Dont throw exceptions in CSharp use Monads

Nick Chapsas recently released a great video “Don’t throw exceptions in C#. Do this instead”. The quick summary is to not throw exceptions but to use the Result type from LangExt. Nick makes great videos, but there are a few things I want to correct/add to and respond to concerns from the comments. Before we go any further, I LOVE LangExt. I consider it a must-install in any project. Misunderstanding Monads The main reason Nick presents to use Result over throwing exceptions is about performance.

Migrating From Wordpress to Hugo

I recently migrated this site from Wordpress to Hugo. The site had been on Wordpress since 2011. I had wanted to do something different than Wordpress for a few years, but I never knew what I would migrate to. I looked into static site generators which lead me to Hugo. Wordpress made starting a blog easy. I definitely would recommend it to anyone that wants to write their thoughts down, provided that it is through one of the many hosted Wordpress sites.

Simple React Drag and Drop

Up until recently I haven’t had the need to use drag and drop in my React projects. Then I did have the need. My need was simple, a list that could be reordered. I went searching for an example and everything I found just felt too complicated. I wasn’t worried about making it work. I was worried about having way too much boilerplate to reorder a list. I decided on using react-beautiful-dnd.

Practical Functional JavaScript: Why React and Redux? Video

This video series mirrors the blog post series on creating a functional application in JavaScript. This will map closely with the second post of that series. We will cover putting our functional backend together with the DOM. This is where the application becomes a useful item and not just a bunch of functions. In addition to this, we will cover fundamentally why React and Redux are awesome. While we do not use the actual React and Redux libraries, we use the same thinking behind our render functions and state management.

More Posts to come

It seems that I make this post every so often. My last post was made all the way back in February. That was already 5 months ago. I don’t think that many people “follow” my posts, but I know there are some that use RSS. Ultimately my plan is, as always, to have quality content that people find informative. I just get sidetracked at times from making blog posts. I have a regular 9-5 development job that takes up most of my time.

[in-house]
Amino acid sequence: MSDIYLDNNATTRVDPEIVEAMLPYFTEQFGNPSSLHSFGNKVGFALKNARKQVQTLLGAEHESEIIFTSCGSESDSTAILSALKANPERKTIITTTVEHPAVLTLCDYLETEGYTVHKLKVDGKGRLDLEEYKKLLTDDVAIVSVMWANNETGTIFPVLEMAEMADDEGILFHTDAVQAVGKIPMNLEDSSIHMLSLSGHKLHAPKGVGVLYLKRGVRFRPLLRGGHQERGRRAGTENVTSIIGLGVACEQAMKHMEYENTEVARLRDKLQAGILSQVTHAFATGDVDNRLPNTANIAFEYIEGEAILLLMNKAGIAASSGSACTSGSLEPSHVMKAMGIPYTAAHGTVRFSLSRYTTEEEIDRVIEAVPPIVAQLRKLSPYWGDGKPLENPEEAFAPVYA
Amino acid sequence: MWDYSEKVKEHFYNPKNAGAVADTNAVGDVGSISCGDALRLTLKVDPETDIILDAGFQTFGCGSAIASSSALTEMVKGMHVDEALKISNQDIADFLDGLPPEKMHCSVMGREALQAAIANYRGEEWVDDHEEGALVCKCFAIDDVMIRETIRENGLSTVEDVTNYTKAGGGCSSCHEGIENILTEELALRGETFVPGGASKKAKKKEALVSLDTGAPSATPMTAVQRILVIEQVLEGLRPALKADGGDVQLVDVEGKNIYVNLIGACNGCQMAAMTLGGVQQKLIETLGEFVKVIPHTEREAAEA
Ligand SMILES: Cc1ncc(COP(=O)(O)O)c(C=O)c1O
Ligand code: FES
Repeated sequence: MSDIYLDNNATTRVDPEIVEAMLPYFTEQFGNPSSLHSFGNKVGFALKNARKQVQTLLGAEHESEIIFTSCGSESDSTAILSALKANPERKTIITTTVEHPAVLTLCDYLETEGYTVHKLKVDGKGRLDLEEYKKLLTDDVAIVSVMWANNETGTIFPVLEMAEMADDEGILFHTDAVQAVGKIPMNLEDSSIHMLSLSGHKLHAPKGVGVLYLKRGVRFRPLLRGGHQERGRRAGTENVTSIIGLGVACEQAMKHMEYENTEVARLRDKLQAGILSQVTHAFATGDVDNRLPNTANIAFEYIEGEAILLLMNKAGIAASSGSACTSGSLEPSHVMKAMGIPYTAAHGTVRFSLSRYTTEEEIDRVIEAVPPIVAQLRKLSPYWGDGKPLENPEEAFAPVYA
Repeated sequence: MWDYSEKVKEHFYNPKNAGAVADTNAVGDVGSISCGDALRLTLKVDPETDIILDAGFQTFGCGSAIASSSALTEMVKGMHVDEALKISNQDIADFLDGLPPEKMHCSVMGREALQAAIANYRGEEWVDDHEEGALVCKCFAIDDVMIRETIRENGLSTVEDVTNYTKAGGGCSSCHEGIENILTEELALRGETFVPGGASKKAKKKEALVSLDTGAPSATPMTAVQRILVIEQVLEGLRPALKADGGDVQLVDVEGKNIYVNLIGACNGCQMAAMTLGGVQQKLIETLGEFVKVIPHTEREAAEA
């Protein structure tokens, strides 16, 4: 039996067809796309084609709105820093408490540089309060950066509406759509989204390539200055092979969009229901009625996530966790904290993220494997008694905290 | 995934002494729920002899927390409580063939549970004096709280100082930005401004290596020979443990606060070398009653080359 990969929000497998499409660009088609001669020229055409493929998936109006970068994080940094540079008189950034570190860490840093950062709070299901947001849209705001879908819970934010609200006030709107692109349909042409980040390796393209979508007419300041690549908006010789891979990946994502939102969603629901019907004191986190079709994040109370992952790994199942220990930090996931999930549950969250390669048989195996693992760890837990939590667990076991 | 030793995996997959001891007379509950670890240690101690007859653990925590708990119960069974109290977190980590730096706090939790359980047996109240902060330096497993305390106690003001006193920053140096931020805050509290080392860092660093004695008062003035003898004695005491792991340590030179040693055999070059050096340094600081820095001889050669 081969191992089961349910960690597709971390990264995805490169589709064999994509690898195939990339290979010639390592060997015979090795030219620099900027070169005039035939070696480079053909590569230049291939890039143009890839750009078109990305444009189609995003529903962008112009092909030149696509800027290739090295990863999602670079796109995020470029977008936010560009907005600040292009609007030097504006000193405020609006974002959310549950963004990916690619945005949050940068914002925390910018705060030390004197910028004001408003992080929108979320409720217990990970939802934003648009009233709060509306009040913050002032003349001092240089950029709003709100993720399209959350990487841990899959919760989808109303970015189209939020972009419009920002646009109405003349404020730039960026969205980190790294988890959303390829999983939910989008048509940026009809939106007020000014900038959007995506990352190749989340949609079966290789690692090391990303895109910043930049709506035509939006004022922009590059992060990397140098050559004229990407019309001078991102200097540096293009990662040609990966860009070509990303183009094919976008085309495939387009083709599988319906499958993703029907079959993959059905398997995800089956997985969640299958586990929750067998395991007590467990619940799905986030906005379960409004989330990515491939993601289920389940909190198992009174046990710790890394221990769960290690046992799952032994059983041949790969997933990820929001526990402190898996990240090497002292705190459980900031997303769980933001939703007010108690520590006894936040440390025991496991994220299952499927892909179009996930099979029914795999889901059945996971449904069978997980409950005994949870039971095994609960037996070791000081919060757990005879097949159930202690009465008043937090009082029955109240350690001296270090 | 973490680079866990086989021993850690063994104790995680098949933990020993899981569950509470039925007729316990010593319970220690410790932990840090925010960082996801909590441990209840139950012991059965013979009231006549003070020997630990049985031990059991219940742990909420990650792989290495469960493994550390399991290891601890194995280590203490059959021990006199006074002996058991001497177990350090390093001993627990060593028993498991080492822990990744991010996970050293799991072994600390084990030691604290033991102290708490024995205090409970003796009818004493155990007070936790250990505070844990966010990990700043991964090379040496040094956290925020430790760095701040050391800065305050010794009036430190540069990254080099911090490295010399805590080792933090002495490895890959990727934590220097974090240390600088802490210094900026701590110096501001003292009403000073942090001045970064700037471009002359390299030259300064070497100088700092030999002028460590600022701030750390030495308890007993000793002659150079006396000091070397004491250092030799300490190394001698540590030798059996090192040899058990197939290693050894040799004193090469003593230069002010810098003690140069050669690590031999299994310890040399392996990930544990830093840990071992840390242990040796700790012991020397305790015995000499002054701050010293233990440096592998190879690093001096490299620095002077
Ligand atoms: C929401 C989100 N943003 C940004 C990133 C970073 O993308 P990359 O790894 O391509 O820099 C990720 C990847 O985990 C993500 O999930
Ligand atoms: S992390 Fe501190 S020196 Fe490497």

Practical Functional JavaScript

I have made a video to go alongside my last post series. In that series, I focused on showing what it means to write practical functional Javascript. Just like all my other posts, this is done by building something, a Mad Libs generator. The problems that arise from building a Mad Libs generator are perfectly suited to solving in a functional manner. The series is broken up into three parts, first creating a functional backend, then rendering it to the page, and finally testing.

Testing Functional Mad Libs

Testing Testing is very important, but sometimes it gets left behind. This can be because it is not clear how or even what to test. Tightly coupled code is a testing nightmare. It is very hard to unwind specific units of code to test. In addition to this mocking can become a huge task where you have to recreate all the resources the application needs. This is where functional design comes in.

Functional Front End: Why React and Redux?

So, Why React? We will start with React as we need to show how to modify the DOM. Here is some simple code that we will discuss. const R = require('ramda'); const IO = require('monet').IO; //IO monad stuff let addChildren = (elements, root) => { R.forEach((el) => { root.appendChild(el); }, elements); }; module.exports.render = R.curry((root, elements) => { return IO(() => { while (root.firstChild) { root.removeChild(root.firstChild); } addChildren(elements, root); }); }); module.

Functional Mad Libs

I am continuing my path towards functional programming that I have been dabbling with the last year or so. This usually meant I would build things object-oriented for the most part, but then anytime an Array popped up I would transform it using functional patterns. This is pretty easy and does not force me to get uncomfortable. Although it is still very useful as there are many times collections come up.